Another time travel post to the 1950s to explore what's going on at the Walt Disney Studios in Burbank, California. A cameraman with the help of an assistant is photographing painted cels of Fauna and Merryweather, two of the Three Fairies from Disney's wide screen spectacle Sleeping Beauty. I wonder what these guys might be thinking: What phenomenal art...I hope I didn't leave any fingerprints on the cels...or, what's for lunch?
A fun story sketch by Bill Peet, who boarded the "Boy meets Girl" sequence for director Eric Larson.
I don't think Peet enjoyed working on such story material. He preferred exploring contrasting, character rich situations.
A dynamic story sketch featuring the entrance of Maleficent. The character's design is still at an early stage, based on Marc Davis' preliminary research.
Frank Thomas is discussing a scene with Ollie Johnston. Ollie is in the middle of animating the Three Fairies' reaction to Maleficent's sudden appearance at the castle.
You can see Ollie's animation drawings up close in this previous post:
Early designs concepts for the Fairies looked like this. You have to start with something!
Marc Davis and John Lounsbery teamed up for scenes involving Aurora in the forest interacting with the animals. This is still a younger looking princess. The animation was kept, but re-drawn to represent a more mature looking woman.
Maleficent as a dragon climbs up a rock to fight Prince Phillip. Great drawing, possibly by animator Eric Cleworth.
A few Eyvind Earle's concept sketches, so powerful and cinematic!
Earle alienated some of the animators who felt that his production backgrounds were way too detailed, and took away from the animation. Most of us just love them for being different and so extravagant. As I mentioned before, in the end your eye will always go to what is moving on the screen...the characters.
When Earle saw the finished film after his departure from the studio he was "displeased" to find out that several of his background paintings had been airbrushed over, in order to soften the look.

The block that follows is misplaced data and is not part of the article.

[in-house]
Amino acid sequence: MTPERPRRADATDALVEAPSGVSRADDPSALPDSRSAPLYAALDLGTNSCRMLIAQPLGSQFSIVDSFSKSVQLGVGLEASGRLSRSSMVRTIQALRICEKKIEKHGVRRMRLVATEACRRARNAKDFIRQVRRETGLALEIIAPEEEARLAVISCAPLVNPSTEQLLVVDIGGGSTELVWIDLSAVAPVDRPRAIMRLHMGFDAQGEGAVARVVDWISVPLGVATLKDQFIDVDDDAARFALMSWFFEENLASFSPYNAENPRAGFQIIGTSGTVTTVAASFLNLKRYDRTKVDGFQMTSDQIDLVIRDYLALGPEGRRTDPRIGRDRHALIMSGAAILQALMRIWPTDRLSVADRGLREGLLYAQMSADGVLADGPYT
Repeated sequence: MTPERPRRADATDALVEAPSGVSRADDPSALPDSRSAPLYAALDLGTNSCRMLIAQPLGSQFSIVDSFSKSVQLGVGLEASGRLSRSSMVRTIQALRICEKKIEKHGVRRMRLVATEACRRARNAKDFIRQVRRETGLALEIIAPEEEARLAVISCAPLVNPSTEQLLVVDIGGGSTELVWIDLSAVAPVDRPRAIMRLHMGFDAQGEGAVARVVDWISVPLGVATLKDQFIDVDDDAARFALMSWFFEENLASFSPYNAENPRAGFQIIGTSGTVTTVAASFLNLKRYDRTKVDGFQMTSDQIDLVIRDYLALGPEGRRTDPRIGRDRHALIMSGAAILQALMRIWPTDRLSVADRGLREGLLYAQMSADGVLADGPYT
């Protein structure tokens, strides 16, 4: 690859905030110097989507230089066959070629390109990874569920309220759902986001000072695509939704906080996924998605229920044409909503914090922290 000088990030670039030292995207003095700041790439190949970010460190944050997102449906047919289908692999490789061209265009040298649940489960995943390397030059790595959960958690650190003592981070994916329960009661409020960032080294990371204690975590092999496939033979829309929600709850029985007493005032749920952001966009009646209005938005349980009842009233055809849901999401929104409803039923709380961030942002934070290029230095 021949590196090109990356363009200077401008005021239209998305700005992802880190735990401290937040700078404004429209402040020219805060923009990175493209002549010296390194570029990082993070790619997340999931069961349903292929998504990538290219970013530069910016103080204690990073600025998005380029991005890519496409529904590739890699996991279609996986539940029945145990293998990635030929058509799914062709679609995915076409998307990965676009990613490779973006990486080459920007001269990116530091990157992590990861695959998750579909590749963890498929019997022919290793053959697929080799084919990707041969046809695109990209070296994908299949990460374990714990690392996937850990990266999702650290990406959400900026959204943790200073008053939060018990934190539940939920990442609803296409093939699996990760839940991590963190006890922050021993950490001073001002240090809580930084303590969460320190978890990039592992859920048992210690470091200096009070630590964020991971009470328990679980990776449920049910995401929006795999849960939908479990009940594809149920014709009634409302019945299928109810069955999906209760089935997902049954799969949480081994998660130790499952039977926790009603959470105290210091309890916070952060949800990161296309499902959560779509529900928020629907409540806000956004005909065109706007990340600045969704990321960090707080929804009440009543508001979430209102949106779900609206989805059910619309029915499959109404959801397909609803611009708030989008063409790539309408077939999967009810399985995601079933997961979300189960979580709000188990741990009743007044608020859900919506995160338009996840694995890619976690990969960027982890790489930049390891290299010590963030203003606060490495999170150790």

Not an easy thing to realize for an artist with such integrity.
Some images Heritage Auctions.
Still the most beautiful animated film ever, in my opinion.ReplyDelete
Nothing to do with this blog but...haven't seen that Dream League picture of Alice in a long, long time, Magic Emperor. Brings back memories.Delete
wow! these photos at disney studios are priceless.ReplyDelete
One of my local theaters is currently having a 70mm film festival, which included two screenings of the only circulating 70mm print of Sleeping Beauty. Quite a treat to get to see it on the big screen again.ReplyDelete
seeing 70mm films clearly is basically the whole reason I'm looking forward to 4K home video. I wanna see the texture of the paint and paper!Delete
Andreas, You wouldn't know by any chance which painting (or artist for that matter) exactly Marc was referring to when creating Maleficent. The only information I was only able to find is that he drew from Czechoslovakian religious paintings and used "the red and black drapery in the back that looked like flames that I thought would be great to use.ReplyDelete
Did you ever find an answer for this? I have been looking for years myself.Delete
Eyvind Earle continues to be an inspiration to me. Such an amazing eye for detail. I love his work on this film!!! Thanks for the post!ReplyDelete
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Agree with your comment about Peet. He can work with character like no other. I have all his books in my classroom library and my students ( some born as recently as 2008) love reading them. Amazing how timeless the work of Disney animators has proven to be.ReplyDelete
That was the best DVD of the 50th anniversary of Sleeping Beauty i lern all about the middle ages of the mythologie like dragon or other creatures and the culture of royal family and the people were thay live back then in the 14th century at school, I was 15 years old in 2008 but now I'm 23 so the art of Sleeping Beauty is fantastic and fantasy and I love it.ReplyDelete
Hey Andrea! do you what kind of paint did they use for the cels?ReplyDelete